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Belfast Live
Belfast Live
Brendan Hughes

Newry, Mourne and Down council warns email cyber attack 'may have spread to others'

A council has called in police and cyber security officials after its emails were hacked.

Emails were brought down for several days at Newry, Mourne and Down District Council following the cyber attack.

It came after some accounts were compromised and began sending phishing emails encouraging recipients to follow a link to a file-sharing site.

Read more: Embattled council appoints interim chief executive on second attempt

The council has warned the cyber attack "may have spread to others" due to emails sent during the online security breach.

All emails were blocked going in and out of the local authority for a period while the incident was investigated.

Email services were understood to have been unavailable between last Friday and Monday following the computer system hack.

The council took two days to respond to press queries about the incident. It is unclear if the delay was a result of the cyber attack.

In a statement, a council spokeswoman said: "Newry, Mourne and Down District Council has been impacted by a cyber incident.

"This may have spread to others by emails sent during a specified timeframe on June 1.

"All email recipients of the council have been notified as has the National Cyber Security Centre, the Information Commissioner's Office and the PSNI.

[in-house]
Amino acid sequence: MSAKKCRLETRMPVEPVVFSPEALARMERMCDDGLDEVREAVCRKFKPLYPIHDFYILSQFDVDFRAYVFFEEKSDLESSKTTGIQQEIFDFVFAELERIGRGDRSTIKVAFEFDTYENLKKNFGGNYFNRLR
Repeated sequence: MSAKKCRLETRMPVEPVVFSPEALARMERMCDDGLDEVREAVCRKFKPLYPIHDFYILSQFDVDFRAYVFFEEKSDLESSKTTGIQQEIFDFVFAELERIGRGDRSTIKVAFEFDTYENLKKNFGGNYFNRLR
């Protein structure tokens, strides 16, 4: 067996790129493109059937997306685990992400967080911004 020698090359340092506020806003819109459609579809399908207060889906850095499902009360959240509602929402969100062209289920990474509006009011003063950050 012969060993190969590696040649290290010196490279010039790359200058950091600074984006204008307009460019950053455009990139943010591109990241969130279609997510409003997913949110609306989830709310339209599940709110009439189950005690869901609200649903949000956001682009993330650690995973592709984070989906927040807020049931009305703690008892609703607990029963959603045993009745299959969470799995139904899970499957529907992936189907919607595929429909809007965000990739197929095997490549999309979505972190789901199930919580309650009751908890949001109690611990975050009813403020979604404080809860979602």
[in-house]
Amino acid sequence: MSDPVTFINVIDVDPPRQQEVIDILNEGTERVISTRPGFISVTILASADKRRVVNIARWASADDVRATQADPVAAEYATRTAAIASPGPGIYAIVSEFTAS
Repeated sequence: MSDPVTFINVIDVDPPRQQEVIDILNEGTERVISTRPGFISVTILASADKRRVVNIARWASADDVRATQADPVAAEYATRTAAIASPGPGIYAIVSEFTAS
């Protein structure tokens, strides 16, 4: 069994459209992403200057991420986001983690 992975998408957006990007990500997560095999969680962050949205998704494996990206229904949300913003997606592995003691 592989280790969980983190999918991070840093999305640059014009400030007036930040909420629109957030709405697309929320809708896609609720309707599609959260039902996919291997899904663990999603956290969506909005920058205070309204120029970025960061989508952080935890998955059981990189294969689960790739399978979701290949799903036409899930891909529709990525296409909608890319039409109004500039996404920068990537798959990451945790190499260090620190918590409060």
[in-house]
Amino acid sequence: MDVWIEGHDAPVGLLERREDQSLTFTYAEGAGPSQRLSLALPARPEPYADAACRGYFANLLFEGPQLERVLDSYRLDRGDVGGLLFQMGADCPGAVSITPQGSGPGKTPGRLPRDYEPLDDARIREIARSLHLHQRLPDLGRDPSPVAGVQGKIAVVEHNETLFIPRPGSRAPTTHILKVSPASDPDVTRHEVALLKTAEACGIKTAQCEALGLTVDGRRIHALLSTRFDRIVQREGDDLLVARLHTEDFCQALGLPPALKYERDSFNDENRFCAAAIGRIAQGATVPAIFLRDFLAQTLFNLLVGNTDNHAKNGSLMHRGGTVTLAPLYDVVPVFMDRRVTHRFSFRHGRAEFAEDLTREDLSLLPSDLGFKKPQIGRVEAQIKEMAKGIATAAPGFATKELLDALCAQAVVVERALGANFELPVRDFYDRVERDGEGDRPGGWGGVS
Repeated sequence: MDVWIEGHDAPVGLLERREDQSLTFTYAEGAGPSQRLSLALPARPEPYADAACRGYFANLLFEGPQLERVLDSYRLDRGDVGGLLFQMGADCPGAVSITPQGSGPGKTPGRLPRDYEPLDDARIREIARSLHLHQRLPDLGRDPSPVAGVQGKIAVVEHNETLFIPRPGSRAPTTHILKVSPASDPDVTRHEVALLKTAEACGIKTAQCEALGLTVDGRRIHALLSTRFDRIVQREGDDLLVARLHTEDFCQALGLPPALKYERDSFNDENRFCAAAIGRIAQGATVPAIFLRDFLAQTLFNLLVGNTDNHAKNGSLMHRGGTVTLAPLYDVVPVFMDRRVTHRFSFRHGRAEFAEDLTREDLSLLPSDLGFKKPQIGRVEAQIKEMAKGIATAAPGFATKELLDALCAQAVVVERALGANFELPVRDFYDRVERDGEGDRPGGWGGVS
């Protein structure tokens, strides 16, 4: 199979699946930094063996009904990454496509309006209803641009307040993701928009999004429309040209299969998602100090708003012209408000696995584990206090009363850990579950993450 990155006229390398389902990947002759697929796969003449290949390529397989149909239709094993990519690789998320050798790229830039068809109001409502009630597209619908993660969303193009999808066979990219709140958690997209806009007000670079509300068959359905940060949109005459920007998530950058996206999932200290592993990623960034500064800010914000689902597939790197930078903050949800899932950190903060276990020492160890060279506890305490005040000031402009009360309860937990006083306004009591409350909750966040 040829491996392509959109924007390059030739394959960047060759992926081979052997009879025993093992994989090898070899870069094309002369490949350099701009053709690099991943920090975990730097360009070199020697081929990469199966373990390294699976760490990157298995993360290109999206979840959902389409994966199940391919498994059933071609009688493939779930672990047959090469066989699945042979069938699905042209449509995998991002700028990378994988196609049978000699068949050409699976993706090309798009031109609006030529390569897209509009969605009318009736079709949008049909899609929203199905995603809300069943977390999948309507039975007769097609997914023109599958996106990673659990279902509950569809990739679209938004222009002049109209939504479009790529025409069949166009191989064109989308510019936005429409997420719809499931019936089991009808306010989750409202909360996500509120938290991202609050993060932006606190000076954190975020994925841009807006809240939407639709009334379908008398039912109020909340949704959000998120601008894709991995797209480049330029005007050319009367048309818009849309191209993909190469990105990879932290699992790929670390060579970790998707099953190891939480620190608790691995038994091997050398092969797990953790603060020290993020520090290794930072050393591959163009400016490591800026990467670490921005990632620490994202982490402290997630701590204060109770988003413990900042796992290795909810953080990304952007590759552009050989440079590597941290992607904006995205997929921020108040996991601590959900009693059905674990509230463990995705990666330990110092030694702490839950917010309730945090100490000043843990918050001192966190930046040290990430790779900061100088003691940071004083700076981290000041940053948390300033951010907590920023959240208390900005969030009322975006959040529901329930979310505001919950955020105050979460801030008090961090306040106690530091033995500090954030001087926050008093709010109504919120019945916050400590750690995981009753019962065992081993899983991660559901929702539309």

"Council services were able to continue as the council has robust business continuity plans in place in the event of an incident.

"The council has investigated the incident and continues to monitor and control IT security robustly."

Councils across Northern Ireland have been looking at ways to step up their online security following increased concerns over cyber threats.

Newry, Mourne and Down council earlier this year said they were dealing with "daily" attempted attacks on their computer systems.

In May, it emerged Derry City and Strabane District Council had restricted access to its website to UK and Ireland users only in a bid to fend off cyber attacks.

Last year, Queen's University Belfast had to suspend access to some of its systems as a precaution following a cyber threat.

Fears over the threat of cyber attacks were heightened last year after the Irish government's Health Service Executive was targeted by hackers.

Patient data was stolen and appointments were cancelled as IT systems were forced offline in the ransomware attack - the largest data breach in the Irish Republic's history.

Read more: Embattled council appoints interim chief executive on second attempt

Read more: Election candidate faces watchdog probe over post about council recruitment process

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